Transmission Line Matching Using Lumped L Networks
Impedance matching (or simply “matching”) one portion of a circuit to another is an immensely important part of microwave engineering. Additional circuitry between the two parts of the original circuit may be needed to achieve this matching. Why is impedance matching so important? Because:
1. Maximum power is delivered to a load when the TL is matched at both the load and source ends. This configuration satisfies the conjugate match condition.
2. With a properly matched TL, more signal power is transferred to the load, which increases the sensitivity of the device.
3. Some equipment (such as certain amplifiers) can be damaged when too much power is reflected back to the source. Factors that influence the choice of a matching network include:
1. The desire for a simple design, if possible.
2. Providing an impedance match at a single frequency is often not difficult. Conversely, achieving wide bandwidth matching is usually difficult.
3. Even though the load may change, the matching network may need to perform satisfactorily in spite of this, or be adjustable. We will discuss three methods for impedance matching in this course:
1. L networks,
2. Single stub tuners (using shunt stubs),
3. Quarter wave transformers.
You’ve most likely seen all three of these before in other courses, or in engineering practice.
Matching Using L Networks
Consider the case of an arbitrary load that terminates a TL:
To match the load to the TL, we require TL =0 . However, if ZL ¹ Z0 additional circuitry must be placed between ZL and Z0 to bring the VSWR = 1, or least approximately so:
For TL = 0, this implies Zin = Z0 . In other words, in 0 Rin = Re [Z0 ] and Xin = 0, if the TL is lossless. Note that we need at least two degrees of freedom in the matching network in order to transform ZL at the load to Z0 seen at the input to the matching network. This describes impedance matching in general. For an L network specifically, the matching network is either (Fig. 5.2):
where ZL = RL + jXL .This network topology gets its name from the fact that the series and shunt elements of the matching network form an “L” shape . There are eight possible combinations of inductors and capacitors in the L network:
Notice that this type of matching network is lossless; or at least the loss can potentially be made extremely small with proper component choices. As in the text, we’ll solve this problem two ways: first analytically, then using the Smith chart.
Analytical Solution for L Network Matching
. Assume L 0 RL > Z0 . Using Fig.
Through the proper choice of X and B we wish to force Zin = Z0 . Solving (1) for the B and X that produce this outcome (by equating real and imaginary parts, as shown in the text) we find that
1. Since RL > Z0 , the argument is positive in the second square root of (2). (B must be a real number.)
2. Note that there are two possible solutions for B in (2).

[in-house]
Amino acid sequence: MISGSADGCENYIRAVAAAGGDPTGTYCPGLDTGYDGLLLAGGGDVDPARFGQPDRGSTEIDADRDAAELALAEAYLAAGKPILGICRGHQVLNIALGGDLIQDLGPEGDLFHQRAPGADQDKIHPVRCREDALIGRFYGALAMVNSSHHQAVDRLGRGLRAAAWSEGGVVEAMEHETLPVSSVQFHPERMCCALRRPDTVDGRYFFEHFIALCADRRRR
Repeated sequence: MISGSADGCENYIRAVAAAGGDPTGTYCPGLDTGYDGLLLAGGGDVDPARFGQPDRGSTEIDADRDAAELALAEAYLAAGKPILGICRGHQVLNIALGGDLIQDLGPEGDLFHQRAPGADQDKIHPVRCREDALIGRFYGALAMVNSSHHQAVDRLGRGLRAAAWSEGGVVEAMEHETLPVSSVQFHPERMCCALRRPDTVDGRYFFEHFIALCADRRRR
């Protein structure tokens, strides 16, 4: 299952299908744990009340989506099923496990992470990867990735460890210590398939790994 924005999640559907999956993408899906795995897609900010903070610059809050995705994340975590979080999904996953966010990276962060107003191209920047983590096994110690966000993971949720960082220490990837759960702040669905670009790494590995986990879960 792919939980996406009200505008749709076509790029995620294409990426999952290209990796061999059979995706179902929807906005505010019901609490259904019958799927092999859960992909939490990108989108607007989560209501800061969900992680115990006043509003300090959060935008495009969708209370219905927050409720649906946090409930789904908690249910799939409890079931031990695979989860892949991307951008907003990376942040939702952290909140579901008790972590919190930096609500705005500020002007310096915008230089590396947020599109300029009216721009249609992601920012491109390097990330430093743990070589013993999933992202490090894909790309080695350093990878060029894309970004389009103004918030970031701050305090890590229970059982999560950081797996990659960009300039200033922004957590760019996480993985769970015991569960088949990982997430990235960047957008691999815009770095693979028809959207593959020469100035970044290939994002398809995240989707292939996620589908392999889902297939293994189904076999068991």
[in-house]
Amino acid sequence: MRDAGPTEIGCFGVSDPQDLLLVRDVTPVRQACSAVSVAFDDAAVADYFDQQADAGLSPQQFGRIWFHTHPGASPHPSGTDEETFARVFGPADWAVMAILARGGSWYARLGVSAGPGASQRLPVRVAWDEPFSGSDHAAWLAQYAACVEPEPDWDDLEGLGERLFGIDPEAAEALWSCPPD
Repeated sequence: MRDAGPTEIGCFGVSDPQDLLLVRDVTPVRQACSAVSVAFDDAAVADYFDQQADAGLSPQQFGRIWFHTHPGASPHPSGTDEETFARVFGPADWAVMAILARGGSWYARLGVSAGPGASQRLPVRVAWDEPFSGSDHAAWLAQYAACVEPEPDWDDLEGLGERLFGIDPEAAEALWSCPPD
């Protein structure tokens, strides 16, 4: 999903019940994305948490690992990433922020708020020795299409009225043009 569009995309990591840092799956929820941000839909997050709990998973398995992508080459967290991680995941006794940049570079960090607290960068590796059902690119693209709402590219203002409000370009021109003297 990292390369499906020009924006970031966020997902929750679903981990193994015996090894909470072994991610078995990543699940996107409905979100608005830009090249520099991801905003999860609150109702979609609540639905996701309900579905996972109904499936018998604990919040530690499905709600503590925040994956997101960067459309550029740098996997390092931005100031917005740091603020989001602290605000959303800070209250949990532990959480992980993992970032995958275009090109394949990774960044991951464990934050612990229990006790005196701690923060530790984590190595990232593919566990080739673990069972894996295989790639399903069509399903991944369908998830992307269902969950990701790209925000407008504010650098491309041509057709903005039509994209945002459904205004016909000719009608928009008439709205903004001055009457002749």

3. X in (3) also has two possible solutions, depending on which B from (2) is used.
. Assume RL < Z0 . Using Fig. 5.2(b) with ZL = Z0 , we obtain
Solving this equation by equating real and imaginary parts as shown in the text gives
1. Since RL < Z0 , the argument is positive for the square root in (5).
2. There are two solutions for both X and B. Use the top signs in both (5) and (6) for one solution and the bottom signs for the other.
Smith Chart Solution for L Network Matching
L-network matching can also be computed graphically using the Smith chart. This approach is less accurate than the analytical approach.
However, more insight into the matching process is often obtained using the Smith chart. For example, the contribution each element makes to the matching is quite clear. The process of using the Smith chart to design the matching network is probably best illustrated by example. Example 5.1 in the text illustrates the design of an L network when RL > Z0 (Fig. 5.2a). Here, we’ll give an example when RL <z0
Example N7.1 Design an L network to match the load 25 + j30 ? to a TL with Z0 = 50 ? at the frequency f =1 GHz. Since RL <z0, we’ll use the circuit topology in
We’ll solve this problem two ways: first with the Smith chart and then analytically.
Steps for a Smith chart solution:
1. Mark this point on the chart.
2. The overall concept behind this type of L-network matching is to add a reactance x to zL such that the sum of admittances b and (zL + jx) -1 yield yin =1+ j0 = zin (the center of the Smith chart). In such a case, the TL sees a matched load. So, in this case we need to add a normalized impedance jx = ? j0.1 p.u.? in order to move to 1+ jx on an admittance chart.
3. Convert this impedance to an admittance value by reflecting through the origin to the diametrically opposed point on the constant VSWR circle.
4. Add the normalized susceptance b =1.0 p.u.S to reach the center of the Smith chart. Here T = 0 and y in=1+ j0, which means the TL now sees a matched load.
Un-normalizing, we find that
What are the L and C values of these elements? We can identify the type of element by the sign of the reactance or susceptance:
. Since X < 0, we identify this as a capacitor. Therefore,
For operation at 1 GHz, we need
. Since B > 0, we also identify this as a capacitor. Therefore,
jB = jwC1 = j0.02 S
For operation at 1 GHz, we need
The final circuit is:
Let’s check to see if we have really achieved a match at 1 GHz:
So, we have indeed achieved a match since Zin = Z0 . Next, for the analytical solution we apply
This analytical solution agrees exactly with our Smith chart solution. It is readily apparent that there is a second analytical solution for this matching network. It is equally valid. On the Smith chart, this second solution is found by adding jx to zL until the second intersection with the 1+ jx admittance circle is reached